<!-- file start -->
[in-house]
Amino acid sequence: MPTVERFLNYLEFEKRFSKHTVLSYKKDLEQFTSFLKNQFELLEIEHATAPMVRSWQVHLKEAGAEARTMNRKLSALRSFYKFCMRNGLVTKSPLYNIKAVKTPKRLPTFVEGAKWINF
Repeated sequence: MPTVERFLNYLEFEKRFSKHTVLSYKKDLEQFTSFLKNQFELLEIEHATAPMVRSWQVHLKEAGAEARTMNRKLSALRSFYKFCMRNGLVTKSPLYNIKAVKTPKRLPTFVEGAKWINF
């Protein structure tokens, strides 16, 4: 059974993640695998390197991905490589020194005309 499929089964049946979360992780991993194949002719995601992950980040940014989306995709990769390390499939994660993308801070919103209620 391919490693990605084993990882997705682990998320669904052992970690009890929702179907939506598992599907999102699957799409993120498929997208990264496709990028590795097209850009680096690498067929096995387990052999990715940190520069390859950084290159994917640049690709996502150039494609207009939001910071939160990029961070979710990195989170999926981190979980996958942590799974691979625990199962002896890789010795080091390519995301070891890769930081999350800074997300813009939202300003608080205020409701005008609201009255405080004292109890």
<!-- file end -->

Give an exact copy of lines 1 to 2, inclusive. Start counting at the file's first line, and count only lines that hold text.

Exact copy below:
[in-house]
Amino acid sequence: MPTVERFLNYLEFEKRFSKHTVLSYKKDLEQFTSFLKNQFELLEIEHATAPMVRSWQVHLKEAGAEARTMNRKLSALRSFYKFCMRNGLVTKSPLYNIKAVKTPKRLPTFVEGAKWINF